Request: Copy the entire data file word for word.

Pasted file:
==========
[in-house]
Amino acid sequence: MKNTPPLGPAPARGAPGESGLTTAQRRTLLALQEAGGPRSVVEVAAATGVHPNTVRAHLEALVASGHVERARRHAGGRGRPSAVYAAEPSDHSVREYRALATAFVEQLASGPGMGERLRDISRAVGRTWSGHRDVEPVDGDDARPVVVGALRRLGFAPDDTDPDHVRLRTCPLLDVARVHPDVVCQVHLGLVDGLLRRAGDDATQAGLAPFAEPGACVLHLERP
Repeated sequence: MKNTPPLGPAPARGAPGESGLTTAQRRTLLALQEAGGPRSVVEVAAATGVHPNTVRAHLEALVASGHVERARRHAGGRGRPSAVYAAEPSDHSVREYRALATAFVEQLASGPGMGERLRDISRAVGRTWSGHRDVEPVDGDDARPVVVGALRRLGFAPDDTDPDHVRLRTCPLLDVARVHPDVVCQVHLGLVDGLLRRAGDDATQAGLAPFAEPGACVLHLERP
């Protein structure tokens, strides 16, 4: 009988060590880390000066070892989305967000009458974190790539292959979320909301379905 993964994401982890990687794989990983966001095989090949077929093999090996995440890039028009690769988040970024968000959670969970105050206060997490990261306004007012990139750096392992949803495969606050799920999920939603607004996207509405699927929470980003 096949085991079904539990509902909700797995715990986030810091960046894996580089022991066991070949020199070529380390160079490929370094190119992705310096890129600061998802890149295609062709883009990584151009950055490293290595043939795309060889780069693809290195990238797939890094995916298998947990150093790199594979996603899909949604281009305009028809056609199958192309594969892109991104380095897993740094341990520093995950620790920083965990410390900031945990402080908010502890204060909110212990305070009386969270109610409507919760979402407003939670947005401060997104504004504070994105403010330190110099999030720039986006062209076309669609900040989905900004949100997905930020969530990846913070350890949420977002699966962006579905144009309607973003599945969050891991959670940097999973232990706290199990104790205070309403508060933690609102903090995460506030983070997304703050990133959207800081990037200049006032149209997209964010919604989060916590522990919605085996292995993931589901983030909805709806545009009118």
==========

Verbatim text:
[in-house]
Amino acid sequence: MKNTPPLGPAPARGAPGESGLTTAQRRTLLALQEAGGPRSVVEVAAATGVHPNTVRAHLEALVASGHVERARRHAGGRGRPSAVYAAEPSDHSVREYRALATAFVEQLASGPGMGERLRDISRAVGRTWSGHRDVEPVDGDDARPVVVGALRRLGFAPDDTDPDHVRLRTCPLLDVARVHPDVVCQVHLGLVDGLLRRAGDDATQAGLAPFAEPGACVLHLERP
Repeated sequence: MKNTPPLGPAPARGAPGESGLTTAQRRTLLALQEAGGPRSVVEVAAATGVHPNTVRAHLEALVASGHVERARRHAGGRGRPSAVYAAEPSDHSVREYRALATAFVEQLASGPGMGERLRDISRAVGRTWSGHRDVEPVDGDDARPVVVGALRRLGFAPDDTDPDHVRLRTCPLLDVARVHPDVVCQVHLGLVDGLLRRAGDDATQAGLAPFAEPGACVLHLERP
């Protein structure tokens, strides 16, 4: 009988060590880390000066070892989305967000009458974190790539292959979320909301379905 993964994401982890990687794989990983966001095989090949077929093999090996995440890039028009690769988040970024968000959670969970105050206060997490990261306004007012990139750096392992949803495969606050799920999920939603607004996207509405699927929470980003 096949085991079904539990509902909700797995715990986030810091960046894996580089022991066991070949020199070529380390160079490929370094190119992705310096890129600061998802890149295609062709883009990584151009950055490293290595043939795309060889780069693809290195990238797939890094995916298998947990150093790199594979996603899909949604281009305009028809056609199958192309594969892109991104380095897993740094341990520093995950620790920083965990410390900031945990402080908010502890204060909110212990305070009386969270109610409507919760979402407003939670947005401060997104504004504070994105403010330190110099999030720039986006062209076309669609900040989905900004949100997905930020969530990846913070350890949420977002699966962006579905144009309607973003599945969050891991959670940097999973232990706290199990104790205070309403508060933690609102903090995460506030983070997304703050990133959207800081990037200049006032149209997209964010919604989060916590522990919605085996292995993931589901983030909805709806545009009118």